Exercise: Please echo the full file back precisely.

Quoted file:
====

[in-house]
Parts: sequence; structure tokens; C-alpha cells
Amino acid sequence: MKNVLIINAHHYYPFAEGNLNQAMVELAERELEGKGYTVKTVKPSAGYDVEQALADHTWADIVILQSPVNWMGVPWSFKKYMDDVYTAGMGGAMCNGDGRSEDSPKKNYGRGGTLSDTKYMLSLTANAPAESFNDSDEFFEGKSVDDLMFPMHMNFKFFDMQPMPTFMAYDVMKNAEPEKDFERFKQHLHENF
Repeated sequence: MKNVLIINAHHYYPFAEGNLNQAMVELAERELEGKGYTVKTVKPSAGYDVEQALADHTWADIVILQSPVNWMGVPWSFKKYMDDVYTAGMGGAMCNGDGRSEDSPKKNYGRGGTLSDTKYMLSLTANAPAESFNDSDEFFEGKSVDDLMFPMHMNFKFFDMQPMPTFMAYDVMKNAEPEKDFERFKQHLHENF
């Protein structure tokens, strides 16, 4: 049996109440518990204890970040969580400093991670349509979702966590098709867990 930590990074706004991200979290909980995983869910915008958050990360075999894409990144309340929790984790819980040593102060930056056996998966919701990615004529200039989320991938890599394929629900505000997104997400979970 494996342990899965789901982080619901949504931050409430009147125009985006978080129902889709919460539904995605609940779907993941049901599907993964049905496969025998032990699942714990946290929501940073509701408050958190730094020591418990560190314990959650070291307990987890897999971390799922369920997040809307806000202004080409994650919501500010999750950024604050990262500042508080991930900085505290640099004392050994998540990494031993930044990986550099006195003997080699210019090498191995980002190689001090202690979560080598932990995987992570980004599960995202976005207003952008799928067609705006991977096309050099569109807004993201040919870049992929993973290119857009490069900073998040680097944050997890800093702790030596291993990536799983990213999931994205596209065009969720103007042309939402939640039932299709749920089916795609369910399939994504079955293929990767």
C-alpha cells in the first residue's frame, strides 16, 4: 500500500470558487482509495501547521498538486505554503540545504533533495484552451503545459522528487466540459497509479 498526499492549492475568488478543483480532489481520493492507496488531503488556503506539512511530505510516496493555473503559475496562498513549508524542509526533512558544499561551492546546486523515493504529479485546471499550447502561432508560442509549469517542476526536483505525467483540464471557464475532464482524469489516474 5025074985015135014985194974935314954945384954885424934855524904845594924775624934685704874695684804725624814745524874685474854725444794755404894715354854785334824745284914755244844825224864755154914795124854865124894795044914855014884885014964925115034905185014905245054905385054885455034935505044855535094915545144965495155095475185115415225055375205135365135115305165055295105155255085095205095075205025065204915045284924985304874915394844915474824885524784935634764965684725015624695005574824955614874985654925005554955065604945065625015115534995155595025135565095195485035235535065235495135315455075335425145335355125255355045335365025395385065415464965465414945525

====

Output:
[in-house]
Parts: sequence; structure tokens; C-alpha cells
Amino acid sequence: MKNVLIINAHHYYPFAEGNLNQAMVELAERELEGKGYTVKTVKPSAGYDVEQALADHTWADIVILQSPVNWMGVPWSFKKYMDDVYTAGMGGAMCNGDGRSEDSPKKNYGRGGTLSDTKYMLSLTANAPAESFNDSDEFFEGKSVDDLMFPMHMNFKFFDMQPMPTFMAYDVMKNAEPEKDFERFKQHLHENF
Repeated sequence: MKNVLIINAHHYYPFAEGNLNQAMVELAERELEGKGYTVKTVKPSAGYDVEQALADHTWADIVILQSPVNWMGVPWSFKKYMDDVYTAGMGGAMCNGDGRSEDSPKKNYGRGGTLSDTKYMLSLTANAPAESFNDSDEFFEGKSVDDLMFPMHMNFKFFDMQPMPTFMAYDVMKNAEPEKDFERFKQHLHENF
């Protein structure tokens, strides 16, 4: 049996109440518990204890970040969580400093991670349509979702966590098709867990 930590990074706004991200979290909980995983869910915008958050990360075999894409990144309340929790984790819980040593102060930056056996998966919701990615004529200039989320991938890599394929629900505000997104997400979970 494996342990899965789901982080619901949504931050409430009147125009985006978080129902889709919460539904995605609940779907993941049901599907993964049905496969025998032990699942714990946290929501940073509701408050958190730094020591418990560190314990959650070291307990987890897999971390799922369920997040809307806000202004080409994650919501500010999750950024604050990262500042508080991930900085505290640099004392050994998540990494031993930044990986550099006195003997080699210019090498191995980002190689001090202690979560080598932990995987992570980004599960995202976005207003952008799928067609705006991977096309050099569109807004993201040919870049992929993973290119857009490069900073998040680097944050997890800093702790030596291993990536799983990213999931994205596209065009969720103007042309939402939640039932299709749920089916795609369910399939994504079955293929990767």
C-alpha cells in the first residue's frame, strides 16, 4: 500500500470558487482509495501547521498538486505554503540545504533533495484552451503545459522528487466540459497509479 498526499492549492475568488478543483480532489481520493492507496488531503488556503506539512511530505510516496493555473503559475496562498513549508524542509526533512558544499561551492546546486523515493504529479485546471499550447502561432508560442509549469517542476526536483505525467483540464471557464475532464482524469489516474 5025074985015135014985194974935314954945384954885424934855524904845594924775624934685704874695684804725624814745524874685474854725444794755404894715354854785334824745284914755244844825224864755154914795124854865124894795044914855014884885014964925115034905185014905245054905385054885455034935505044855535094915545144965495155095475185115415225055375205135365135115305165055295105155255085095205095075205025065204915045284924985304874915394844915474824885524784935634764965684725015624695005574824955614874985654925005554955065604945065625015115534995155595025135565095195485035235535065235495135315455075335425145335355125255355045335365025395385065415464965465414945525